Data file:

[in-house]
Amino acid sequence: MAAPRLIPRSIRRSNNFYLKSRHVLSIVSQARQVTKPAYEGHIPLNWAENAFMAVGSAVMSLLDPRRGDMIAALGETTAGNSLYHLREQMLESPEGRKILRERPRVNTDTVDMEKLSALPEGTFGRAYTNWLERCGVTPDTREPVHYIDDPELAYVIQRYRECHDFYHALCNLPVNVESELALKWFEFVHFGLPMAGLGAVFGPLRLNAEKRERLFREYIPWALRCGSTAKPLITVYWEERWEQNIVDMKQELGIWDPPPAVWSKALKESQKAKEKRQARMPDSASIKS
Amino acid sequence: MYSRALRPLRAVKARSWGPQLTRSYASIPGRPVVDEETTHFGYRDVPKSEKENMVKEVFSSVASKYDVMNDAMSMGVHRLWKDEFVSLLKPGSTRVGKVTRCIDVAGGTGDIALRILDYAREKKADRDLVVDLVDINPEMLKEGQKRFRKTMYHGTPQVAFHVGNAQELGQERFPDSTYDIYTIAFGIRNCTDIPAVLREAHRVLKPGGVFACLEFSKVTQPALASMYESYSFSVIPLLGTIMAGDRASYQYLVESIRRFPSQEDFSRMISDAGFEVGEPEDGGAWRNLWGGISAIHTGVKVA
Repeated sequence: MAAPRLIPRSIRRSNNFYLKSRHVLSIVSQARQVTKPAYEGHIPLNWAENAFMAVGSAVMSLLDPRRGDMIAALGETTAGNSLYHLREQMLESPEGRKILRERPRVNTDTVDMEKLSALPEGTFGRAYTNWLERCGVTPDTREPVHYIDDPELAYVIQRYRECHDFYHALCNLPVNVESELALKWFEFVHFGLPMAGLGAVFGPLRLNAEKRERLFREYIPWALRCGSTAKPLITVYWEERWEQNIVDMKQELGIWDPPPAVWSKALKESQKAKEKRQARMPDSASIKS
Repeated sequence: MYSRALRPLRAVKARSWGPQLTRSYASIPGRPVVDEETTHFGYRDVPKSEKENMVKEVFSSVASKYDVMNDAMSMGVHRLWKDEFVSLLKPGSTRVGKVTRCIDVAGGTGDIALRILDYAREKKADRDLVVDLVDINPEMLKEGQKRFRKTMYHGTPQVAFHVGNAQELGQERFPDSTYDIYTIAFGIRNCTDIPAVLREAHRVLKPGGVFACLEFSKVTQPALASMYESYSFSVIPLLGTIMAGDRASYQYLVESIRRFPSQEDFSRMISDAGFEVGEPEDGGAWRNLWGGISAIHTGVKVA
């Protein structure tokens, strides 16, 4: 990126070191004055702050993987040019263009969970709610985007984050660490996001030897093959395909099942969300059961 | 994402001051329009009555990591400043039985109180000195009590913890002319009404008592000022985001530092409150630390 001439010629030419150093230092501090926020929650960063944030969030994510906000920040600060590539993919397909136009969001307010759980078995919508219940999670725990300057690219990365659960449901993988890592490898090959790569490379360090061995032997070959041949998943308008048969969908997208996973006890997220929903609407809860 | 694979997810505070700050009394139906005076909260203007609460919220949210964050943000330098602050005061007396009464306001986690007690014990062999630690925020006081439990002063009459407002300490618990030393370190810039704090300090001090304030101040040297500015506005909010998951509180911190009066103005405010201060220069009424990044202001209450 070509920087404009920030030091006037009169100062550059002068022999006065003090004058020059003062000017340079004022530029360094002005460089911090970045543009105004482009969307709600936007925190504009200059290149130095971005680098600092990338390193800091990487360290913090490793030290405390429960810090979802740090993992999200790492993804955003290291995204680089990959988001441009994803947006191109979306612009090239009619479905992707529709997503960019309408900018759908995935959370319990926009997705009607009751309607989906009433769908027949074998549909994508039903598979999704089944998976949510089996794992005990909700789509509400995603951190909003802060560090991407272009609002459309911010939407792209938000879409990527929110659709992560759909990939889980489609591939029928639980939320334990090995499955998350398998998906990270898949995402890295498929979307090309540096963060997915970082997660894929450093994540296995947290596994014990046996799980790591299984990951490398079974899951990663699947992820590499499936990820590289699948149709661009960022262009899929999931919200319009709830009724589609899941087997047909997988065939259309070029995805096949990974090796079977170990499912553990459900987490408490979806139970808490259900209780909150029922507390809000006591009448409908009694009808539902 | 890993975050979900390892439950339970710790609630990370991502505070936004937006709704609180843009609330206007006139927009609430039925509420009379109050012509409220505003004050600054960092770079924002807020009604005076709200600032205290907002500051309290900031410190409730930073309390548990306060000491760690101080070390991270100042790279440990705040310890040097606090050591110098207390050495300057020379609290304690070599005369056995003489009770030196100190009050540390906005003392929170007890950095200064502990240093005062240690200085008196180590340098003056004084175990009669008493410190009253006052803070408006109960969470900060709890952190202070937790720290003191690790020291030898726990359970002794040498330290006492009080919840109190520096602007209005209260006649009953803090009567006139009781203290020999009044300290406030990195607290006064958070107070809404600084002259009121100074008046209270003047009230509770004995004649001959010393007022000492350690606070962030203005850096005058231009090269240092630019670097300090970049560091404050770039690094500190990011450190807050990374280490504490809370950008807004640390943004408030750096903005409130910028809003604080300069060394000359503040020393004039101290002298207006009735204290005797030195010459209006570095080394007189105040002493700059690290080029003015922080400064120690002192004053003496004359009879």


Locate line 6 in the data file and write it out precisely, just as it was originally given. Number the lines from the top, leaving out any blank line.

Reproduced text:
């Protein structure tokens, strides 16, 4: 990126070191004055702050993987040019263009969970709610985007984050660490996001030897093959395909099942969300059961 | 994402001051329009009555990591400043039985109180000195009590913890002319009404008592000022985001530092409150630390 001439010629030419150093230092501090926020929650960063944030969030994510906000920040600060590539993919397909136009969001307010759980078995919508219940999670725990300057690219990365659960449901993988890592490898090959790569490379360090061995032997070959041949998943308008048969969908997208996973006890997220929903609407809860 | 694979997810505070700050009394139906005076909260203007609460919220949210964050943000330098602050005061007396009464306001986690007690014990062999630690925020006081439990002063009459407002300490618990030393370190810039704090300090001090304030101040040297500015506005909010998951509180911190009066103005405010201060220069009424990044202001209450 070509920087404009920030030091006037009169100062550059002068022999006065003090004058020059003062000017340079004022530029360094002005460089911090970045543009105004482009969307709600936007925190504009200059290149130095971005680098600092990338390193800091990487360290913090490793030290405390429960810090979802740090993992999200790492993804955003290291995204680089990959988001441009994803947006191109979306612009090239009619479905992707529709997503960019309408900018759908995935959370319990926009997705009607009751309607989906009433769908027949074998549909994508039903598979999704089944998976949510089996794992005990909700789509509400995603951190909003802060560090991407272009609002459309911010939407792209938000879409990527929110659709992560759909990939889980489609591939029928639980939320334990090995499955998350398998998906990270898949995402890295498929979307090309540096963060997915970082997660894929450093994540296995947290596994014990046996799980790591299984990951490398079974899951990663699947992820590499499936990820590289699948149709661009960022262009899929999931919200319009709830009724589609899941087997047909997988065939259309070029995805096949990974090796079977170990499912553990459900987490408490979806139970808490259900209780909150029922507390809000006591009448409908009694009808539902 | 890993975050979900390892439950339970710790609630990370991502505070936004937006709704609180843009609330206007006139927009609430039925509420009379109050012509409220505003004050600054960092770079924002807020009604005076709200600032205290907002500051309290900031410190409730930073309390548990306060000491760690101080070390991270100042790279440990705040310890040097606090050591110098207390050495300057020379609290304690070599005369056995003489009770030196100190009050540390906005003392929170007890950095200064502990240093005062240690200085008196180590340098003056004084175990009669008493410190009253006052803070408006109960969470900060709890952190202070937790720290003191690790020291030898726990359970002794040498330290006492009080919840109190520096602007209005209260006649009953803090009567006139009781203290020999009044300290406030990195607290006064958070107070809404600084002259009121100074008046209270003047009230509770004995004649001959010393007022000492350690606070962030203005850096005058231009090269240092630019670097300090970049560091404050770039690094500190990011450190807050990374280490504490809370950008807004640390943004408030750096903005409130910028809003604080300069060394000359503040020393004039101290002298207006009735204290005797030195010459209006570095080394007189105040002493700059690290080029003015922080400064120690002192004053003496004359009879």